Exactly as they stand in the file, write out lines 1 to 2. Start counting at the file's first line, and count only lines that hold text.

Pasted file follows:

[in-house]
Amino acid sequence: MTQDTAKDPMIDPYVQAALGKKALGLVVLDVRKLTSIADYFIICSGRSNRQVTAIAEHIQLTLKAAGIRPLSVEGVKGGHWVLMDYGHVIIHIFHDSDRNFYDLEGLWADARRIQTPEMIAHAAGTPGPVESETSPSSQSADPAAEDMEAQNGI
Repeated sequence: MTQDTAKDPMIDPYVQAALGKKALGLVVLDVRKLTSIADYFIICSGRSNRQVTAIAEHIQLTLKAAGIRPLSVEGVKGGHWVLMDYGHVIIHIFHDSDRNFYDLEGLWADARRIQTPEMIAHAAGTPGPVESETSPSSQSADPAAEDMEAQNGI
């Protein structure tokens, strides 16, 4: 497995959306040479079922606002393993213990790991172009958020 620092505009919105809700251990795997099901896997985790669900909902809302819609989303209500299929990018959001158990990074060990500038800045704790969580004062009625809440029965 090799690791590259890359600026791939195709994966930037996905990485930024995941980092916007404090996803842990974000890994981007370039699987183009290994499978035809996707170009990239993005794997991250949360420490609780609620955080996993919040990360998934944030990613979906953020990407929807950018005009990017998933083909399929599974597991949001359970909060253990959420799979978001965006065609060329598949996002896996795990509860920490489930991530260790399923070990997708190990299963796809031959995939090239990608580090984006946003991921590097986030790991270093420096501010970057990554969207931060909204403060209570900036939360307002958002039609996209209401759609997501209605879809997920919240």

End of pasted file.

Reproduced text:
[in-house]
Amino acid sequence: MTQDTAKDPMIDPYVQAALGKKALGLVVLDVRKLTSIADYFIICSGRSNRQVTAIAEHIQLTLKAAGIRPLSVEGVKGGHWVLMDYGHVIIHIFHDSDRNFYDLEGLWADARRIQTPEMIAHAAGTPGPVESETSPSSQSADPAAEDMEAQNGI